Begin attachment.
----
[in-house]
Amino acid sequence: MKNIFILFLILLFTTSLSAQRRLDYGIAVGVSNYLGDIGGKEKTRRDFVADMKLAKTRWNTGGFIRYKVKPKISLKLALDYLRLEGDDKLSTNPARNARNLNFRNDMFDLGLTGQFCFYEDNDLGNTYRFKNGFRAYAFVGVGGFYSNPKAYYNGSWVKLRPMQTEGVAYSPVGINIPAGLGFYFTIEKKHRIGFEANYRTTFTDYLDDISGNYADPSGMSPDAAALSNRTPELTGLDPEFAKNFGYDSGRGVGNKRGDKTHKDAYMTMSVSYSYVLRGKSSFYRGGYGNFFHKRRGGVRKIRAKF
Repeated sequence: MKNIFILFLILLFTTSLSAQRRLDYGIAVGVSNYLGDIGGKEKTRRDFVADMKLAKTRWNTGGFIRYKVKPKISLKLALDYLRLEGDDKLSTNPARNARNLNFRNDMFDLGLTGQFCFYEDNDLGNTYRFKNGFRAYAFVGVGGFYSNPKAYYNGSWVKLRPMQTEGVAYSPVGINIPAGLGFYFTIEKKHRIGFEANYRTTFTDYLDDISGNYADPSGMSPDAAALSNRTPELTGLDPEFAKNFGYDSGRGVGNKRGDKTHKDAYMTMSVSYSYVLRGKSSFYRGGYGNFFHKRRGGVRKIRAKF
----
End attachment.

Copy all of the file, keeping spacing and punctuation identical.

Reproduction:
[in-house]
Amino acid sequence: MKNIFILFLILLFTTSLSAQRRLDYGIAVGVSNYLGDIGGKEKTRRDFVADMKLAKTRWNTGGFIRYKVKPKISLKLALDYLRLEGDDKLSTNPARNARNLNFRNDMFDLGLTGQFCFYEDNDLGNTYRFKNGFRAYAFVGVGGFYSNPKAYYNGSWVKLRPMQTEGVAYSPVGINIPAGLGFYFTIEKKHRIGFEANYRTTFTDYLDDISGNYADPSGMSPDAAALSNRTPELTGLDPEFAKNFGYDSGRGVGNKRGDKTHKDAYMTMSVSYSYVLRGKSSFYRGGYGNFFHKRRGGVRKIRAKF
Repeated sequence: MKNIFILFLILLFTTSLSAQRRLDYGIAVGVSNYLGDIGGKEKTRRDFVADMKLAKTRWNTGGFIRYKVKPKISLKLALDYLRLEGDDKLSTNPARNARNLNFRNDMFDLGLTGQFCFYEDNDLGNTYRFKNGFRAYAFVGVGGFYSNPKAYYNGSWVKLRPMQTEGVAYSPVGINIPAGLGFYFTIEKKHRIGFEANYRTTFTDYLDDISGNYADPSGMSPDAAALSNRTPELTGLDPEFAKNFGYDSGRGVGNKRGDKTHKDAYMTMSVSYSYVLRGKSSFYRGGYGNFFHKRRGGVRKIRAKF